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Calibration of Carbon 14 Dating Results

Calibrations of radiocarbon age determinations are applied to convert the Conventional Radiocarbon Age (BP age corrected for isotopic fractionation using a δ13C value) to calendar years. The short-term difference between the two is caused by fluctuations in the heliomagnetic modulation of the galactic cosmic radiation and, recently, large-scale burning of fossil fuels and nuclear devices testing. Geomagnetic variations are the probable cause of longer-term differences.

Calibration via IntCal databases

The parameters used for the corrections have been obtained through precise radiocarbon dating of hundreds of samples taken from known-age tree rings of oak, sequoia, and fir up to about 12,000 BP. Beyond that, back to about 45,000 BP, correlation is made using multiple lines of evidence. This information is compiled into internationally accepted databases which are updated on occasion. The present databases are IntCal13 (northern hemisphere), SHCal13 (southern hemisphere) and Marine13 (marine environments).

Beta Analytic will continue to use IntCal-13 and Marine13 calibration curves until such time that IntCal-20 and Marine-20 are available.

High-Probability Density Range Method

It has become common practice in recent years for researchers to use a mathematical method which calibrates the Conventional Radiocarbon Age then statistically refines the “likelihood” of one calibration range over another within the 95.4 and 68.2 probabilities. These likelihoods are graphically represented by a shaded grey area on the plot (higher peaks being higher probability) and by percentage values reported next to each range. The method is called the high-probability density (HPD) range method.

Beta Analytic High-Probability Density (HPD) Calibration


This more liberal approach to interpreting radiocarbon ages applies only to one single radiocarbon age measured. If multiple analyses are performed, statistically similar but different ages could produce different likelihoods. Despite this, the approach is considered legitimate and is accepted in peer-reviewed journals. There has been an increasing number of requests from reviewers to provide calibration in this format with the associated likelihoods specified. Beta Analytic decided to convert the calibration format to the HPD method providing stacking and averaging options upon request.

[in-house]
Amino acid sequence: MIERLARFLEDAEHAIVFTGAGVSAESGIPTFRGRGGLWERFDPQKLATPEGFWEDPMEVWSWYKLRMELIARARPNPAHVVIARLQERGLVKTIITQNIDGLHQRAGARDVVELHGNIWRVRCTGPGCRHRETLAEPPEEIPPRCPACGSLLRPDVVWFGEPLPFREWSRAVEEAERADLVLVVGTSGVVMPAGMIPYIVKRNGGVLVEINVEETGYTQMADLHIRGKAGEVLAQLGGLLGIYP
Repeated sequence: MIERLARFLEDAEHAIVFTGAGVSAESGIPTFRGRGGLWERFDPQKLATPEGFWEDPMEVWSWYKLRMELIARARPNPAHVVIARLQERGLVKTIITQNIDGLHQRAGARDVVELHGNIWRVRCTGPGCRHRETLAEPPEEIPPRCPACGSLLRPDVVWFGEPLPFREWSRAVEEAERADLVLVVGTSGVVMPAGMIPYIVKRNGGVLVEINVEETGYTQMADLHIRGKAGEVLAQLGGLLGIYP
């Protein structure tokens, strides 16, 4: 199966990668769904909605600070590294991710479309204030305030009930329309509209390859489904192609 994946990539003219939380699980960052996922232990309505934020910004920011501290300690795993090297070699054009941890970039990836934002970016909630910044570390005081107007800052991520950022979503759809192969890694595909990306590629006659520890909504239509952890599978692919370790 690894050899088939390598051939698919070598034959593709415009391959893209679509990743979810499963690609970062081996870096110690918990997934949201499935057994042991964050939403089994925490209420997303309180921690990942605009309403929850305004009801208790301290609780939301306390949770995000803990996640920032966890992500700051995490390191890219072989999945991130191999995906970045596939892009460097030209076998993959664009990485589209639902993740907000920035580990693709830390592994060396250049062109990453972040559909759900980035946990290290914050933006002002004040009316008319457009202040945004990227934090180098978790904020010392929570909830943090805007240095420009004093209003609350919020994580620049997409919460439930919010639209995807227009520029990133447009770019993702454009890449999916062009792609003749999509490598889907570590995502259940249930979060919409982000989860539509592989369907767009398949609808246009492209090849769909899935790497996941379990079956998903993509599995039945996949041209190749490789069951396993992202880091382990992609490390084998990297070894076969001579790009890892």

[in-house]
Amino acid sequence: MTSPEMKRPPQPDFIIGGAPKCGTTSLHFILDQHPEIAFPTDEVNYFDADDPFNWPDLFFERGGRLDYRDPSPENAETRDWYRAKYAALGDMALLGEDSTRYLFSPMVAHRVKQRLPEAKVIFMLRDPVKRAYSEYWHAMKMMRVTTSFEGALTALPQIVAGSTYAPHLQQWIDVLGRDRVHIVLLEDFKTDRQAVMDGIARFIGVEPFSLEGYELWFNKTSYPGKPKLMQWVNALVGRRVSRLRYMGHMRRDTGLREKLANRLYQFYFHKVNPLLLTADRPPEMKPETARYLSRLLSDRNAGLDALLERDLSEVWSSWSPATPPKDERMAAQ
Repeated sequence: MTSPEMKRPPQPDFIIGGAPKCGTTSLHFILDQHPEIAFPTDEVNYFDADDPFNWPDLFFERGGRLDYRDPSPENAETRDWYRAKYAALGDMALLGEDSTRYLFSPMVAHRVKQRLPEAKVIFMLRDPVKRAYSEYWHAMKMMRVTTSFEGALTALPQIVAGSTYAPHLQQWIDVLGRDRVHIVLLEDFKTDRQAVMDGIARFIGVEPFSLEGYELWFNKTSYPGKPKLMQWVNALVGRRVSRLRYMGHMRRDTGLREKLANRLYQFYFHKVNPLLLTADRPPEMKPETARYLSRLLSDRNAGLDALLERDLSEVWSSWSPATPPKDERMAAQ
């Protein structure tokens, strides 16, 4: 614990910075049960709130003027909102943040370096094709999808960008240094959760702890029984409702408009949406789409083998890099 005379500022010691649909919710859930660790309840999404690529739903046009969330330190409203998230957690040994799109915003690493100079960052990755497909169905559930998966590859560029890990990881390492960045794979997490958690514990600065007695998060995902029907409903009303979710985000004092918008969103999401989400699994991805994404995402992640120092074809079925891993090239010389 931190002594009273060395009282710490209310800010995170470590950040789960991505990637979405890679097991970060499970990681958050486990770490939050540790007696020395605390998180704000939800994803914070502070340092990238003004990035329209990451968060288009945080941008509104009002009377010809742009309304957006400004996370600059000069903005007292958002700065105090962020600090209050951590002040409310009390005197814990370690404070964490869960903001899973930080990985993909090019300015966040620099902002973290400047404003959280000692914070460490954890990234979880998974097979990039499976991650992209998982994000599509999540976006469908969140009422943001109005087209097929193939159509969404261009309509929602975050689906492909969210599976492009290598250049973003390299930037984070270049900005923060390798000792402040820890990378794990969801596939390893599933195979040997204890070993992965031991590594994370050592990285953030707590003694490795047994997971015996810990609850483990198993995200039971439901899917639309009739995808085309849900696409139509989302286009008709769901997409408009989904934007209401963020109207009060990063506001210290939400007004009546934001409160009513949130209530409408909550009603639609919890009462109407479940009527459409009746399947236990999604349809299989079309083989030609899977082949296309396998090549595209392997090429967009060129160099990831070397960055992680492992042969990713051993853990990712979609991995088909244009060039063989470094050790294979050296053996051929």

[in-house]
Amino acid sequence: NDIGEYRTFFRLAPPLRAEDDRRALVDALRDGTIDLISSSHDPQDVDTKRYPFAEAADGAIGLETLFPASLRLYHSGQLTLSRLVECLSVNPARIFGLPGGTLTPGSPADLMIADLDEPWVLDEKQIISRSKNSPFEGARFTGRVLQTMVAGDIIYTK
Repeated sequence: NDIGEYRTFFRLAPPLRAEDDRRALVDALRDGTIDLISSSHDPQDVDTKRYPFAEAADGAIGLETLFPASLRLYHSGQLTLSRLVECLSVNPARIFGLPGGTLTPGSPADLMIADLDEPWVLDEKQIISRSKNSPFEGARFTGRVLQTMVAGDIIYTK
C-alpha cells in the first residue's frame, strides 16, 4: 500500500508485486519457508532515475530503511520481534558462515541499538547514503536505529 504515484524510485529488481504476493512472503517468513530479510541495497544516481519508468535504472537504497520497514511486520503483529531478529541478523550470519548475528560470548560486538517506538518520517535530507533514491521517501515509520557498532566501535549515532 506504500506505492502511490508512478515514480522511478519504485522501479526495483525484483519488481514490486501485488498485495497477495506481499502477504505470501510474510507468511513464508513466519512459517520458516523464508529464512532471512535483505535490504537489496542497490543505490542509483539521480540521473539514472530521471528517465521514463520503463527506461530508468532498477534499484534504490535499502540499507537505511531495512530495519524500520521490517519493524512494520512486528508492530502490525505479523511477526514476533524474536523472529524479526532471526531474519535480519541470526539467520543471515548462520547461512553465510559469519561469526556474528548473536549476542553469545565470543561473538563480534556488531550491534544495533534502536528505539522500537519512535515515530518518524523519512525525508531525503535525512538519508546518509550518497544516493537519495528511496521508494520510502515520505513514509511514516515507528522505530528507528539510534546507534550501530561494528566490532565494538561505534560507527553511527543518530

Intercept Method

In comparison, the calibrations Beta Analytic has historically provided were done according to a philosophy known as the “intercept method” which simply takes the intercepts between the error limits of the radiocarbon dates and produces corresponding calendar equivalent age ranges determined by the shape of the curve from the calibration database. In this method, when multiple calibration ranges are reported, all the ranges are considered to be equally likely.

Beta Analytic Intercept Method Calibration


This method is the most conservative indication of calendar age. Beta Analytic provided this format from around 1995 to early 2017.

Calibration of Marine Samples

Calibration of marine carbonate samples require correction for both global and local geographic reservoir effects (as published in Radiocarbon, Volume 35, Number 1, 1993). Reservoir corrections for freshwater carbonates (typically termed “hard water effect”) are usually unknown and are generally not easily accounted for in calendar calibrations.


For wood and charcoal the possibility of an “old wood effect” must be considered as well as the potential inclusion of some younger material in the total sample. For carbonates, reservoir correction is theoretical, and the local variations are real, highly variable and dependent on sample origin. The age ranges generated by the program must be considered as approximations. The errors quoted on the 14C age (+/- X BP) which are then used in the calibrations are strictly limited to determinate errors (the counting errors of the sample, modern 14C standard and background). Indeterminate errors such as sample homogeneity, growth ring position (potential for old wood effects), relocation of samples (redeposition), and local reservoir effects in aquatic samples are not always quantifiable and should be considered in the interpretation of any calendar calibrated Conventional Radiocarbon Age.

Page last updated: June 2020